Reading is one of my favorite activities. And I know I am not alone. Most teachers love reading and we all want to instill a love of reading in our students. But kids don’t always embrace it the way we hope, especially when reading lessons are boring. Today I’m sharing five fun ways to spice up your reading instruction in the new year. If you want to finally get kids excited about reading you’re going to love these ideas for your reading lessons.
Book clubs are one of my favorite ways to teach reading skills. Substituting book clubs for traditional reading lessons is a great way to get kids excited about reading. And they are more engaged in the story because it’s a lot more fun to practice reading standards and skills with novels than with boring worksheets and basal readers.
In my book clubs, all the students are working on the same skill each week. Students get a graphic organizer based on the weekly skill and use their novel to practice that skill.
In class, we read the book together in small groups. This makes reading a lot more fun than assigning the book for homework. It also ensures that all students are actually reading the story. And it allows me to model how to use reading strategies and apply new skills.
When students are invested in the story they are much more engaged in your reading lessons.
Read more about book clubs.
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Book Show and Tell
Kids love the chance to share their favorite things with their classmates, but often traditional Show and Tell is just a waste of time. And sometimes students even wind up in tears – when a child forgets it’s their day to share or their item makes someone else feel bad or their item gets misplaced or broken.
That’s why I love Book Show and Tell as part of my reading lessons. This activity gives kids the chance to be the center of attention and gets their classmates excited about books.
In Book Show and Tell a student gets to share a favorite book with the class. The key is they must have finished the book in order to share it. This is a great motivation to read. It’s also a great way to sneak in fun reading lessons. Students get extra practice of essential reading skills like summarizing, theme, genre, and characterization. It also uses critical thinking skills like evaluation and reflection.
At the beginning of the year you may want to give your students a script to follow to be sure they introduce the title, author, genre, a quick summary, and why they love the book.
Book Scavenger Hunt
A book scavenger hunt is another way to make reading lessons fun. This activity helps introduce kids to the different types of books available in your classroom or the school.
You just need to make a simple list of types of books to find. Some ideas include:
- A graphic novel
- A book about a cat
- A book with 100 pages
- A book without pictures
- A mystery
- A book about animals
- A nonfiction book
- A biography
- A book by Beverly Cleary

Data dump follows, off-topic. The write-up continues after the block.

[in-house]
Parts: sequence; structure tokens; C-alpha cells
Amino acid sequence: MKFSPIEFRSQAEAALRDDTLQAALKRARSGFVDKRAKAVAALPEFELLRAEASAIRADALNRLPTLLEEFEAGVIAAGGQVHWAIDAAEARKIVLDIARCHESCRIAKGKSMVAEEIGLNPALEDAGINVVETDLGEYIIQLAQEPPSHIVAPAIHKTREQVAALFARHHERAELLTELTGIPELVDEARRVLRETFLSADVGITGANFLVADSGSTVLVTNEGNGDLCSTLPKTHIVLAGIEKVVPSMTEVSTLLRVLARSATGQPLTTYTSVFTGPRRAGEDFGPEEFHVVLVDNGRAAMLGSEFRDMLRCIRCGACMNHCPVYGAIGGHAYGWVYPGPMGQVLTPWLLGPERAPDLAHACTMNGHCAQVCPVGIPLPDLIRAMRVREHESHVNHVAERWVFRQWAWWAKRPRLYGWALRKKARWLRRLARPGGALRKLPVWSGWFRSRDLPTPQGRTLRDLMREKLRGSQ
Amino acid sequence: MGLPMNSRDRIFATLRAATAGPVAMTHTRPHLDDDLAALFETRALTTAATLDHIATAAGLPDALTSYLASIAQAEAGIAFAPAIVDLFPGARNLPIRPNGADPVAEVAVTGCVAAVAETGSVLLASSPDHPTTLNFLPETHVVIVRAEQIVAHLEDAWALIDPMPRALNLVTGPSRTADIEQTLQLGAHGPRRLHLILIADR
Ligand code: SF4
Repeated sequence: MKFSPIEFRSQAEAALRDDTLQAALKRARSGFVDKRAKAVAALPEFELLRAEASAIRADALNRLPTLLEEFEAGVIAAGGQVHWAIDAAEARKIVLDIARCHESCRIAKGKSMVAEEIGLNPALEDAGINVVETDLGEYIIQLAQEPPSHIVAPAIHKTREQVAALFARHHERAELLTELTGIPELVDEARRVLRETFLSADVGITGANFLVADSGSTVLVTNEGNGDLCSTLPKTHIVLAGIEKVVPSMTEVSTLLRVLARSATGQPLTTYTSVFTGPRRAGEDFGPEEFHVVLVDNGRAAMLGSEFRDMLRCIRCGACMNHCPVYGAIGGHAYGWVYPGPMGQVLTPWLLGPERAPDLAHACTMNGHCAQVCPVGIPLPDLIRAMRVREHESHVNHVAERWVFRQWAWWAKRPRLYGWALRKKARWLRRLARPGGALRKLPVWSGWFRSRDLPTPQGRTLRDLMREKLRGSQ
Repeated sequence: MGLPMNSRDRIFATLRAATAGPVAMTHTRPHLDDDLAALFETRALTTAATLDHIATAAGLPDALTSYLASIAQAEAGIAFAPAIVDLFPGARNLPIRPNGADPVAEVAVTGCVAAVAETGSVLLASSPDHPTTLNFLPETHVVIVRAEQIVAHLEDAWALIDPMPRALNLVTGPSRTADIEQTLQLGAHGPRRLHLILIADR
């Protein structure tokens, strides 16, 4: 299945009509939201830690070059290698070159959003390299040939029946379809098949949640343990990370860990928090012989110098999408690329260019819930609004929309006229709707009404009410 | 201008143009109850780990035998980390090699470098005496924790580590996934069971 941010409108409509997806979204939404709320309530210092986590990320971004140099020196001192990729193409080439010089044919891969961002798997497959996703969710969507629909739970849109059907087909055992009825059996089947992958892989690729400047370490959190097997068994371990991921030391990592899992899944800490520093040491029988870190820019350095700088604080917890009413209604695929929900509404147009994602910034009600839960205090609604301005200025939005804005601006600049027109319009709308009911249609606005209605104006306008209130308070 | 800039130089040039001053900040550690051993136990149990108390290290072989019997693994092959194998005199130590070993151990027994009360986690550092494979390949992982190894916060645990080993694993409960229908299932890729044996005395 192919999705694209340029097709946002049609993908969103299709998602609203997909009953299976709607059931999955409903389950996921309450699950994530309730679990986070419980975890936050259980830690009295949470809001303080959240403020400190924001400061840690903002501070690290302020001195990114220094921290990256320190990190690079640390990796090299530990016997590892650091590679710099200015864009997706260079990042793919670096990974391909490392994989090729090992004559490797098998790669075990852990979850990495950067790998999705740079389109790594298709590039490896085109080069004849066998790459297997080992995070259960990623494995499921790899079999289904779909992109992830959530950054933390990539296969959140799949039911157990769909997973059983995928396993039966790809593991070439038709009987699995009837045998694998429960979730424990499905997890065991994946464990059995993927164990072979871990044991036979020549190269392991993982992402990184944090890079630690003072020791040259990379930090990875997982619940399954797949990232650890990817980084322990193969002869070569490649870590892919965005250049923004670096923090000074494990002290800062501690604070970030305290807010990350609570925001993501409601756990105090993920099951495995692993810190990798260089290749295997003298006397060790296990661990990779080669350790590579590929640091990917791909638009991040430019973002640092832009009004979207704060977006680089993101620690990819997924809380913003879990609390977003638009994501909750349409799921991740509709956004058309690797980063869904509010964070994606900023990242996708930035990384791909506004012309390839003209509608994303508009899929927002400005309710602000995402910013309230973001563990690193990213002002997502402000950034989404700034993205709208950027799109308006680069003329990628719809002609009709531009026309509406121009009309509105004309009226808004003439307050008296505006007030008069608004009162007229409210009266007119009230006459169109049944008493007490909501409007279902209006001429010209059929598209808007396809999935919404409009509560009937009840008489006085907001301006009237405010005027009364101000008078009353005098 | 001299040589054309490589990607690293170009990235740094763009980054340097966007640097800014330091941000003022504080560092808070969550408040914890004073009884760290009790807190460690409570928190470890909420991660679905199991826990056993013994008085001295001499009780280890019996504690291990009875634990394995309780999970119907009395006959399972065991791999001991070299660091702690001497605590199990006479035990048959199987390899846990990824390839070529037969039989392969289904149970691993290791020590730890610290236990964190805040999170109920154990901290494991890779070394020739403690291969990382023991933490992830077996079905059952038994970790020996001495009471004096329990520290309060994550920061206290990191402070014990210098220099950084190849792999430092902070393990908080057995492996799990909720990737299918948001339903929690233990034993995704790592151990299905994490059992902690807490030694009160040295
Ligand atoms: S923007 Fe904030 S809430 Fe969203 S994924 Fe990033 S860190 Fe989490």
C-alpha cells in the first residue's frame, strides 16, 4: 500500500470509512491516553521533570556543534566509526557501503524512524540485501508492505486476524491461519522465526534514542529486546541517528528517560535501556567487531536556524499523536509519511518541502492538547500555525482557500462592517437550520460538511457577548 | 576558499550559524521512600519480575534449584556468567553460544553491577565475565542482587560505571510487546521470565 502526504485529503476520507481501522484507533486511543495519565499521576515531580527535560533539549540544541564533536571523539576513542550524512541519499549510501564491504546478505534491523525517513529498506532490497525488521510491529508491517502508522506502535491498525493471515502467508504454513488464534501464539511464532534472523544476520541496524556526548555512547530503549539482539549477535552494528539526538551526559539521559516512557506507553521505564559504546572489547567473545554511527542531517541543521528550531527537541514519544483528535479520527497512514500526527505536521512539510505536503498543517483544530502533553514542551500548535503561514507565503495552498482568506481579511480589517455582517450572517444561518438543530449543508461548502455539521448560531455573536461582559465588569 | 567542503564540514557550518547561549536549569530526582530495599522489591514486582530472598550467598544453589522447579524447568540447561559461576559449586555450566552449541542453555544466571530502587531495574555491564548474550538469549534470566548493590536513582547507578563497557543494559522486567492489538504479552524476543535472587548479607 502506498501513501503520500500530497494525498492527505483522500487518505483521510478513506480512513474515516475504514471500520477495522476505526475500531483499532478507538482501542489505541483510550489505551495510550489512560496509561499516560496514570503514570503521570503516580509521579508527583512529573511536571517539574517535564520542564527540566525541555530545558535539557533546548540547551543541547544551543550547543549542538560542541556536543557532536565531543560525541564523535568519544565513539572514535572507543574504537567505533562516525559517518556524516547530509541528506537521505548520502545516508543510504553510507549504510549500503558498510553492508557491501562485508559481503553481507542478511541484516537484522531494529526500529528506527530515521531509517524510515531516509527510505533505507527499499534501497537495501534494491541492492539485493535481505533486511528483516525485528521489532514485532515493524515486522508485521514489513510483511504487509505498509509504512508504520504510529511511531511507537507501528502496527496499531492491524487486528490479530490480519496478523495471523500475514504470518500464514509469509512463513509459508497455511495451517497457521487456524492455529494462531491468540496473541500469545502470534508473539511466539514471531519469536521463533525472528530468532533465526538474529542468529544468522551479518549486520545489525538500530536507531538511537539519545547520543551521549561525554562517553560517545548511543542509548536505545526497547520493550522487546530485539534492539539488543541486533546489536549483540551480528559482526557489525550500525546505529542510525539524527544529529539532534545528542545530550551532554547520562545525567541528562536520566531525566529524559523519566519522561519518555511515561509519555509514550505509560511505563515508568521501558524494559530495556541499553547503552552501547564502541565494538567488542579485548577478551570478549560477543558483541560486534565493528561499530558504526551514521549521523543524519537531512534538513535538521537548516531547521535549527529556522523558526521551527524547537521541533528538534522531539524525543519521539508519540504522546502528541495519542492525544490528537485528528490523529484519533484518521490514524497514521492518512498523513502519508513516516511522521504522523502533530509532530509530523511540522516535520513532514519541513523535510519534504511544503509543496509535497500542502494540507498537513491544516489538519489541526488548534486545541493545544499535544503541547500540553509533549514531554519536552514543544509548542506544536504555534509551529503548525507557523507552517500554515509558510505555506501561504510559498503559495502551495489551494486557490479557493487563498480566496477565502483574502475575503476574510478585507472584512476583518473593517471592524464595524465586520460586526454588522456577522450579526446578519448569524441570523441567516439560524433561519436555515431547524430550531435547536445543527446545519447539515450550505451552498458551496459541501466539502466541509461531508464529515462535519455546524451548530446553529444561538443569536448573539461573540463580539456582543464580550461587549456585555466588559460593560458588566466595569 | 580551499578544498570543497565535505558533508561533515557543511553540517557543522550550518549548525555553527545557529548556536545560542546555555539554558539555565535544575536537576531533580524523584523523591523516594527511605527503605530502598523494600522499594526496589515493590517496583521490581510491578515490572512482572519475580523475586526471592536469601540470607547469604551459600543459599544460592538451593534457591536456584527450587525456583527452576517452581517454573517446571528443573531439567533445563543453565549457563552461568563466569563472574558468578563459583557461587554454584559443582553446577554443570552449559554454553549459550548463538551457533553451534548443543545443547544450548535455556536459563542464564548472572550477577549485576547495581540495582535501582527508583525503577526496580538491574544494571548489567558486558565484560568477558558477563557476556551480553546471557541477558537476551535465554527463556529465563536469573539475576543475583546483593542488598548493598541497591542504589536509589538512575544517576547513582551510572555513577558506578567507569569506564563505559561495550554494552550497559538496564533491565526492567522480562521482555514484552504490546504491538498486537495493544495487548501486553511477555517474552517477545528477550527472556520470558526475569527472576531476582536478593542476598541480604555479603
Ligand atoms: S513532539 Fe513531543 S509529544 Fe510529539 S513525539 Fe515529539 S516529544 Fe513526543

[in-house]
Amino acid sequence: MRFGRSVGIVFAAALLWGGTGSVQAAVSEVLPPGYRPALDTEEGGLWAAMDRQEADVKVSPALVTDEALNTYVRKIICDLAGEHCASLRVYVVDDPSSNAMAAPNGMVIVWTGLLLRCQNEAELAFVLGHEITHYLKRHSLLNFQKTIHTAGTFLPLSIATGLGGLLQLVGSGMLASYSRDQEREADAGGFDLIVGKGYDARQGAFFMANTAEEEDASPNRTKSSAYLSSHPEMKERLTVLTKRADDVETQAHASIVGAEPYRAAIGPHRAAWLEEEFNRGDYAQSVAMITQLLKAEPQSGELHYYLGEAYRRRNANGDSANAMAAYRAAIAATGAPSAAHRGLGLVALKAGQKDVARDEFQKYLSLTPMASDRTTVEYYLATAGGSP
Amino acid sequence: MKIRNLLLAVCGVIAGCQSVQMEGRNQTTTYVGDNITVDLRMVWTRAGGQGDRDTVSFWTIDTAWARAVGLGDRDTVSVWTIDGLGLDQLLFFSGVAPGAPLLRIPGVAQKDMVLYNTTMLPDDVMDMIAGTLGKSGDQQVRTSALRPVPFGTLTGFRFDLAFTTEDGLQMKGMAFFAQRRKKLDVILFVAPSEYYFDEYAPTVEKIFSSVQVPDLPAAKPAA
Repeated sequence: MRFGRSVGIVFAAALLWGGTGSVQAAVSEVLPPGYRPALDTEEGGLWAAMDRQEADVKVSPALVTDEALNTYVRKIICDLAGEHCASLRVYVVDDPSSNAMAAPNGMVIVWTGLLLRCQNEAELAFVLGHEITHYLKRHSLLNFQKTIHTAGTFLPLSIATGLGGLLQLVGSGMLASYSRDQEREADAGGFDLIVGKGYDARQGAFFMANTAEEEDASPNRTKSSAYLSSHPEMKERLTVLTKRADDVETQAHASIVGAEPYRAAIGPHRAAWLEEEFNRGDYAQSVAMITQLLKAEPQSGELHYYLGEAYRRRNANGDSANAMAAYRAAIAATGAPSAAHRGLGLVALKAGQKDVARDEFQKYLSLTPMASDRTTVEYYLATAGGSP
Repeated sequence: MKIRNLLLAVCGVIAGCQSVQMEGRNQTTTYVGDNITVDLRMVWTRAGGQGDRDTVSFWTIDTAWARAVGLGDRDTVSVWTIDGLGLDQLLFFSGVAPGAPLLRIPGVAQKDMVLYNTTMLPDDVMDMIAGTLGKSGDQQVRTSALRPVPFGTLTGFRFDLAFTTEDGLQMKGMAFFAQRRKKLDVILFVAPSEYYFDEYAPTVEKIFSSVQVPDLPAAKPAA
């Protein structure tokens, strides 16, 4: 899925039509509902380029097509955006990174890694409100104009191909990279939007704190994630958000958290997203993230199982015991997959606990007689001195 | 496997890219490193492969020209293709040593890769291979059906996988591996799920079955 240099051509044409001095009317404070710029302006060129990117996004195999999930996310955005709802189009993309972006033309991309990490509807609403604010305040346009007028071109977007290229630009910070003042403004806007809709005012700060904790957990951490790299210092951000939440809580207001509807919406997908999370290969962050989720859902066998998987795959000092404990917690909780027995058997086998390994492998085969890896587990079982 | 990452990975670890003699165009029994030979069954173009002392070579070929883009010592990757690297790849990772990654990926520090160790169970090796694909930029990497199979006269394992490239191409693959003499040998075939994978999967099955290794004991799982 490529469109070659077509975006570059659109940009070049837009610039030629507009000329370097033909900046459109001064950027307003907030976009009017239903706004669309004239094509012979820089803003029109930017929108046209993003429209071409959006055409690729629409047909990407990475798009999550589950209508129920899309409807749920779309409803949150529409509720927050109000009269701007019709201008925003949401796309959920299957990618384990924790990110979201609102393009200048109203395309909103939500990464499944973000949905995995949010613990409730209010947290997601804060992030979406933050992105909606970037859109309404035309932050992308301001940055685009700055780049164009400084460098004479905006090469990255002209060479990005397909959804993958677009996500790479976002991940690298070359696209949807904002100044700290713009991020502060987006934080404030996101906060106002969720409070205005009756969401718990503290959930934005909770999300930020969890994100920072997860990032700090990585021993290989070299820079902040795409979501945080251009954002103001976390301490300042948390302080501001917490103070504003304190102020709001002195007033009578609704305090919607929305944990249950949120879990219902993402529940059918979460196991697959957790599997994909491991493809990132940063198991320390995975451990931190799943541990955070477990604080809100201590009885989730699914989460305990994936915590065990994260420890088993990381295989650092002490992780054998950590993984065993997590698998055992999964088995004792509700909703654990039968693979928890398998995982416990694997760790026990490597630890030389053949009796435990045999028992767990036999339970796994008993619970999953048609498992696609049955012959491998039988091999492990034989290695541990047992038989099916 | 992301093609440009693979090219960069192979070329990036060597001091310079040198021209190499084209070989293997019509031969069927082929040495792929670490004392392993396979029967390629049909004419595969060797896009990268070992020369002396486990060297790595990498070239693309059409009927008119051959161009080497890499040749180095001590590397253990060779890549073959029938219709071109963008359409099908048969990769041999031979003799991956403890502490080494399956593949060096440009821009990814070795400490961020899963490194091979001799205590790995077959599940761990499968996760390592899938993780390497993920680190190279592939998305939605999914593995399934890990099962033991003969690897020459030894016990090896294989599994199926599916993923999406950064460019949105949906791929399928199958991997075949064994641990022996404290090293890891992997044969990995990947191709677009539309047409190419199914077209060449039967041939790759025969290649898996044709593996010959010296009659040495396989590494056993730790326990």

Kids will love hunting through the bookshelf to find each type of book. And in the process they will be exposed to lots of other books and find future reading material.
You could also use this activity to introduce a new genre and have students look specifically for books that fit the criteria.
Nobody likes to do the exact same thing every day. You don’t want to wear the same thing every day. Or eat the same thing every day. Or read the same thing every day. This is true for your students too.
Try to offer as much choice as possible for students during your reading lessons. One great way to do this is to use centers.
Reading centers give students the opportunity to practice important reading skills while freeing you up to meet with your book clubs. Pick centers that focus on a specific skill, but then give your students lots of different ways to practice that skill.
Matching, task cards, reading response, and color-coding activities are just some of the hands-on activities you can use to keep kids engaged in reading lessons. They also like having the freedom to choose which activity to work on each day.
And if you teach second or third grade, I’ve created reading units complete with ready-to-use centers for you. It doesn’t get any easier than that.
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Celebrate goals and success
Another way to make your reading lessons fun is to be sure to celebrate success. Reading is a process. And students will continue to develop reading skills for many years. That’s why it’s important to set achievable goals and monitor progress.
When students reach their goals, take some time to celebrate their success.
There are tons of ways for students to keep track of their reading goals. They can keep a reading log of all the books they read, or they can color in a hundreds chart or make a graph using a different color for different genres. You can also keep track of the number of the books your class has read each year. When a student completes a book they could add a link to a chain that you display in the classroom or
This simple process makes reading fun and keeps kids engaged in reading lessons.
I hope that gives you some fun new ideas for reading lessons this year.
Have a Not So Wimpy Day,
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